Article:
Leah focused on an envelope addressed to someone she had never heard of. She didn’t even recognise the writing. And then she glimpsed a large, glossy photograph. In stark colour, it depicted a number of men and women engaged in... In shock and disgust, Leah averted her eyes again. She started to tremble. Why had her father kept such an obscene thing in his possession?

‘What is this stuff?’ she whispered, since it was blatantly obvious that Nik knew far more about the contents of that box than she did. He had flicked past that photo without an ounce of reaction or surprise.

‘What is it?’ An edged laugh fell from his compressed mouth but there was no humour in the sound. ‘It’s a box of broken lives! Other people’s secrets. Your father lived off his victims and their fear like some filthy cockroach!’

White as a sheet, Leah gaped at him. ‘How dare you talk about my father like that?’

Nik wasn’t listening to her. He was still feverishly sorting through the papers. ‘That he should leave me to clear up this filth is the final insult. I, Nik Andreakis, reduced to soiling my hands because I cannot trust any other person alive with this obscene collection of human errors! His trophies! He kept them to the last instead of destroying them! Cristo...the evil old bastard...’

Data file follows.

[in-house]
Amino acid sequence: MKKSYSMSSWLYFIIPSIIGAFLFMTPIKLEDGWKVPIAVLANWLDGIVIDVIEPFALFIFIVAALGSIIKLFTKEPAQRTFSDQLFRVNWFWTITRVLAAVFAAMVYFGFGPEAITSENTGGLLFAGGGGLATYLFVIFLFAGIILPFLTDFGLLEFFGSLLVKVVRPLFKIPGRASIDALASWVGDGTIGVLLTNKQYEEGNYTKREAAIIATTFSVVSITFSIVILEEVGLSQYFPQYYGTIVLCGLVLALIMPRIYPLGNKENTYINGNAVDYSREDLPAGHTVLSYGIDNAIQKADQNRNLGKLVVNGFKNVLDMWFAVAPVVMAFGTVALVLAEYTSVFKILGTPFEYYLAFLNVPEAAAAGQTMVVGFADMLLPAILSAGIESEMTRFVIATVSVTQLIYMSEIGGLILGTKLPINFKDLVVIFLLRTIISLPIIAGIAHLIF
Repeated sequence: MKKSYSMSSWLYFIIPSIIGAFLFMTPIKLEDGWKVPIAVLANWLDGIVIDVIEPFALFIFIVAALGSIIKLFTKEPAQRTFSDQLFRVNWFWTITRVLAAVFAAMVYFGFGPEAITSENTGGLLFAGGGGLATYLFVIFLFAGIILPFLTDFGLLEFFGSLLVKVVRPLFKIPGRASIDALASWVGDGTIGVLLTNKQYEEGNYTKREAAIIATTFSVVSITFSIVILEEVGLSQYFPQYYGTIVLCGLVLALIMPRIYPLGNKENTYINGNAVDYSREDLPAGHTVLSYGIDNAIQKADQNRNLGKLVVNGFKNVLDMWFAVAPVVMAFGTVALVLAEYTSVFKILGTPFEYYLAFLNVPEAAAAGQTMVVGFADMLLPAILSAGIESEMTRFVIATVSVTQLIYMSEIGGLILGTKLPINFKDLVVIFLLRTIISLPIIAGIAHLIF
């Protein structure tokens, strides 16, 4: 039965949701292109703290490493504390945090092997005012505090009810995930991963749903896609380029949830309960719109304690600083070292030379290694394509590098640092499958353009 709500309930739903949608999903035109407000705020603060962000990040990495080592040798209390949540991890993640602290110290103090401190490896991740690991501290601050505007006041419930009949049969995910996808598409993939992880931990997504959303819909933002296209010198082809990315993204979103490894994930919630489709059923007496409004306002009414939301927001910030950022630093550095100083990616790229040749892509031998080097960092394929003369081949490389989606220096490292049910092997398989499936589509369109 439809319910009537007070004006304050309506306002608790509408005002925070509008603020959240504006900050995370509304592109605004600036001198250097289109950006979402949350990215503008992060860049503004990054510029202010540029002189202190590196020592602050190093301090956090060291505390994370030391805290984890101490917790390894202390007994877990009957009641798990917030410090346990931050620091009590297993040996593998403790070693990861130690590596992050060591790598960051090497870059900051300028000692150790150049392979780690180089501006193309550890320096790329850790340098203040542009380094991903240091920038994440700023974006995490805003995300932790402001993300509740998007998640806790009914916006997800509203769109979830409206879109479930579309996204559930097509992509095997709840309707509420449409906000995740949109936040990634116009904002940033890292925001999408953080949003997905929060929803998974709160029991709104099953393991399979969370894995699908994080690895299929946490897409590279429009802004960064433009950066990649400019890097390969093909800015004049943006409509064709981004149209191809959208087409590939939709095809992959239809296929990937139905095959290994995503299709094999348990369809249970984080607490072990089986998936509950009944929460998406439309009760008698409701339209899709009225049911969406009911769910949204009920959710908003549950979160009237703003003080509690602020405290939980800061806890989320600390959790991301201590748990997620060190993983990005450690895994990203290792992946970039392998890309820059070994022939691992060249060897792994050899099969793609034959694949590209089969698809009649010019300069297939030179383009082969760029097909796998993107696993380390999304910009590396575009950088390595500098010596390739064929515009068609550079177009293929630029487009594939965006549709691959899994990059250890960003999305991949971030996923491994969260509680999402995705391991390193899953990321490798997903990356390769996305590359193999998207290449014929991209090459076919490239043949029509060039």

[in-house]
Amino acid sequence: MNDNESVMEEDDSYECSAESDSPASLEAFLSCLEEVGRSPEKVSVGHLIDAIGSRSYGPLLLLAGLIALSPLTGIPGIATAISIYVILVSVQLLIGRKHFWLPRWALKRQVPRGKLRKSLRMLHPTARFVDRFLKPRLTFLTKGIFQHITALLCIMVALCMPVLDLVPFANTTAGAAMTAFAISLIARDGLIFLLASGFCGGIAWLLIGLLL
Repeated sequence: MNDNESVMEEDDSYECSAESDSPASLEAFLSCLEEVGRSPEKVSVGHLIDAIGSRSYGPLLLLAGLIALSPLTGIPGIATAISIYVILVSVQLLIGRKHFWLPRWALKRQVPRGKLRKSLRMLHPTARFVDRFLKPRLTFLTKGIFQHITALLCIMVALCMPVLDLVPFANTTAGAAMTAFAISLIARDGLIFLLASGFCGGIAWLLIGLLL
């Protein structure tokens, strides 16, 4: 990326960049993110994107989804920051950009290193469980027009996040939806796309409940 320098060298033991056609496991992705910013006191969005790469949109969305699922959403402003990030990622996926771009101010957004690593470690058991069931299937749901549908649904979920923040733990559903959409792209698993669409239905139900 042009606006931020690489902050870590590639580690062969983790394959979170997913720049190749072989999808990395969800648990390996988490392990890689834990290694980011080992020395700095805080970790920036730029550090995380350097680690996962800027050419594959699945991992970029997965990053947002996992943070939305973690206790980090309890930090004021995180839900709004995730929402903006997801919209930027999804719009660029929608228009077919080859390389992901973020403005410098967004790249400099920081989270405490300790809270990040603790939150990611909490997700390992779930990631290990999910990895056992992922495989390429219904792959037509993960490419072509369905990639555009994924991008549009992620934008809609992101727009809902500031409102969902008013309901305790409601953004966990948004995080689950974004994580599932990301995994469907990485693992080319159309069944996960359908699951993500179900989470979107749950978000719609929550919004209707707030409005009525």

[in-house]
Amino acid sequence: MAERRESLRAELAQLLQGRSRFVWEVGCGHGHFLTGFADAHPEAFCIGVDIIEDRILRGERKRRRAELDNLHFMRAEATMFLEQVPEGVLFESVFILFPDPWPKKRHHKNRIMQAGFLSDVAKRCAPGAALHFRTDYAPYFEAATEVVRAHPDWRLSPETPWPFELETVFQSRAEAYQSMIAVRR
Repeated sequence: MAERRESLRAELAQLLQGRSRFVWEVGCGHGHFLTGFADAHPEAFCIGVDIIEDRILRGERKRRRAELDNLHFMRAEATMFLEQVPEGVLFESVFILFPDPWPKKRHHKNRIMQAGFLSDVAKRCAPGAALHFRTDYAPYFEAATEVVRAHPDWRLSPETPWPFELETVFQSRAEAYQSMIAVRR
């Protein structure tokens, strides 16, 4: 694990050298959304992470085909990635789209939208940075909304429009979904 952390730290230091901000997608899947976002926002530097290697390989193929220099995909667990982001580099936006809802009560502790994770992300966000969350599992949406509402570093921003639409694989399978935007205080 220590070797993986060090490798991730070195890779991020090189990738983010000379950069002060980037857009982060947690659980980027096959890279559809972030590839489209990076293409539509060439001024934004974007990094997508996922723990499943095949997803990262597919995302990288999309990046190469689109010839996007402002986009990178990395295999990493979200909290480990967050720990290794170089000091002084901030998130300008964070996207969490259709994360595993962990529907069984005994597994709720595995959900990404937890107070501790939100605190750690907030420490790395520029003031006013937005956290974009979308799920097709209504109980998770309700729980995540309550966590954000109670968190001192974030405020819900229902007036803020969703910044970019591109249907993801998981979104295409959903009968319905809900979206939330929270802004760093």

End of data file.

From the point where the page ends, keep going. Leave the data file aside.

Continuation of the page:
Only the cold wall was supporting Leah. She could not credit the crime that her late father was being accused of. Her mind was a complete blank over a seething sea of sick turmoil. ‘What are you saying?’ Her voice was so weak it was a thread of sound.

‘Are you deaf?’ Nik slung her a savage look of unconcealed loathing. ‘Why do you think I married you? For your chocolate-box looks and your convent education?’ he sneered. ‘For your ability to act like a lady and fix stupid flower arrangements all over my house?’

‘The shares,’ she mumbled, shaking all over.

‘There were no shares!’ he raked back at her, the volume of his voice echoing off the walls with a rage that made her quail helplessly. ‘There were never any shares. That shipping line didn’t even exist!’

‘You’re lying,’ Leah framed through bloodless lips, barely able to stay upright.

Nik’s attention was on the document he held in his hand. Suddenly, without any warning, he smashed his clenched fist down brutally hard on the tabletop. ‘Theos mou...’ he intoned with vicious bite. ‘It’s only a copy!’

‘A c-copy of what?’ As the table jumped, Leah flinched, plastering herself back against the wall, sick and dizzy.

‘And this is the end of the trail...’

Nik prowled towards her like a tiger about to spring for her throat and drag her down. ‘He gave the original to you, didn’t he?’ he murmured with lethal quietness, glittering black eyes settling on her with violent force. ‘He gave it to you to keep safe...’

‘G-gave what to me?’ Leah was so distraught she could barely articulate. She couldn’t think either.

‘You know what I’m talking about. Not so innocent after all, it seems,’ he breathed, backing her into a corner. ‘If it isn’t here, you have it. Max was no fool. He knew I’d dump you like a hot potato if I got my hands on it. So he gave it to you...so where is it?’